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9/22/2017 12:11:25 AM
Posted: 8/11/2005 9:34:00 PM EDT
"Pattern a Shotgun".

I keep reading and hearing those words, but I have No Idea what that means.

Could somebody kindly clue me in?
Link Posted: 8/11/2005 9:57:28 PM EDT
Get a huge piece ofpaper, make an aiming point in the middle

shoot 1 shot at 30 yards, inspect pattern of shot.

You can inspect for holes in the pattern or get technical and do shot counts and

point of aim placement.


Hope this helps some.
Link Posted: 8/12/2005 7:10:44 AM EDT
Many shotguns can be fitted with different choke tubess, so you can select how wide/open or tight a pattern (dispersal of shot pellets) you wish depending on what you are shooting. For instance, trap shooters generally want a tight pattern, skeet shooters a more open pattern. I use an extra full choke tube for turkeys (very tight pattern), but use an improved cylinder-more open-when hunting pheasants with my dog.

Also of interest, not all shotguns will perfectly center the shot pattern with your aimed sight picture. You need to know this for turkey hunting.
Link Posted: 8/12/2005 7:20:56 AM EDT

Originally Posted By liquidsunshine:
Get a huge piece ofpaper, make an aiming point in the middle

shoot 1 shot at 30 yards, inspect pattern of shot.

You can inspect for holes in the pattern or get technical and do shot counts and

point of aim placement.


Hope this helps some.



I've always used a 30" circle on a peice of paper (butcher paper works good) . At 40 yds shoot at the center . Then count the holes inside the 30 inch circle , Full choke is @ 70% in the circle , Mod , improved cylinder are less ...I think Improved Cyl puts about 35% of the pellets into the 30" circle , Mod like 50 % . My %'s may be off a little but thats the general idea . Rocklock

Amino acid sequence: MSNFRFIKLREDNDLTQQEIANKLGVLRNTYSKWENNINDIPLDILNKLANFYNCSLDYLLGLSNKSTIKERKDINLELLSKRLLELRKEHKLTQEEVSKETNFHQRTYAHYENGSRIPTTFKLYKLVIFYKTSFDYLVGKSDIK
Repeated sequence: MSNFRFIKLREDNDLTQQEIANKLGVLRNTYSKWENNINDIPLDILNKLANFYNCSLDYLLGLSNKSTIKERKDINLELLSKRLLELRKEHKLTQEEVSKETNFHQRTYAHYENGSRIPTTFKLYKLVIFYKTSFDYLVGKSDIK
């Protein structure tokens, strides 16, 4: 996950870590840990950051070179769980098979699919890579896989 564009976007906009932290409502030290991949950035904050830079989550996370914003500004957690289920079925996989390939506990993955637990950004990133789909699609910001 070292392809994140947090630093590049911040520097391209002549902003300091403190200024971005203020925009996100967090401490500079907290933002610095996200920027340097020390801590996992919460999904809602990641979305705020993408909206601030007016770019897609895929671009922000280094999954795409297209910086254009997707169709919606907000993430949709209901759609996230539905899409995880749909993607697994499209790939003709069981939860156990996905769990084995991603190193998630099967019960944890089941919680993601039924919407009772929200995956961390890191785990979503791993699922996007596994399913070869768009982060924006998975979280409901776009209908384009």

Link Posted: 8/12/2005 7:28:30 AM EDT

Originally Posted By Rocklock:

Originally Posted By liquidsunshine:
Get a huge piece ofpaper, make an aiming point in the middle

shoot 1 shot at 30 yards, inspect pattern of shot.

You can inspect for holes in the pattern or get technical and do shot counts and

point of aim placement.


Hope this helps some.



I've always used a 30" circle on a peice of paper (butcher paper works good) . At 40 yds shoot at the center . Then count the holes inside the 30 inch circle , Full choke is @ 70% in the circle , Mod , improved cylinder are less ...I think Improved Cyl puts about 35% of the pellets into the 30" circle , Mod like 50 % . My %'s may be off a little but thats the general idea . Rocklock



If ya dont mind I'll chime in a few here too.

I used to shoot trap 2 times a week and shot competivley as well.

Different mfg's and different chokes will shoot waaayyy differently. One mfg's barell with brand X full choke will shoot entirely diff with another mfg's barell and the same brand X choke. Yes I realize very few use the same threads, but we are talking constriction, or the dia of the opening on the choke.

You should always pattern a gun/choke combo not only for pattern density, but also for point of impact. You will find that some combos will shoot low or high and even right/left of your aiming point. For general field use, a 60/40 is a great place to start, for trap I used to like a 70/30 or even a 80/20. This all means that on a 70/30 gun, 70% of the shot falls above your bead and 30% falls below.

Hope this helps.
Link Posted: 8/13/2005 8:20:49 PM EDT
[Last Edit: 8/13/2005 8:22:21 PM EDT by Lazyshooter]
It was always something you wanted to know, especially on older shotguns that had a fixed choke, but is especially applicable with the changeable choke guns.

You would set the target up at a reasonable distance, where you might plan to be hitting your birds at, and pattern different loads in the gun to give you an idea of how many pellets, from your hunting load, would hit in the "kill area", trying different sized shot.

Speedwell sells paper targets for this purpose (ST-2), meant to be used at 40 yards, if I recall, and you can get offwhite or black pasters so you can use the target a few times. They are nice targets, but expensive, and pretty thin paper that needs a good, thick, carboard backer, or you tear them up pretty quickly.
Link Posted: 8/19/2005 8:15:11 PM EDT
Seeing how your shotgun patterns is just as important as sighting in your scoped rifle!!!

You want to see where it actually hits,when you aim it!!!!

Once you see where it actually hits,you can adjust accordingly!!!!

Bob
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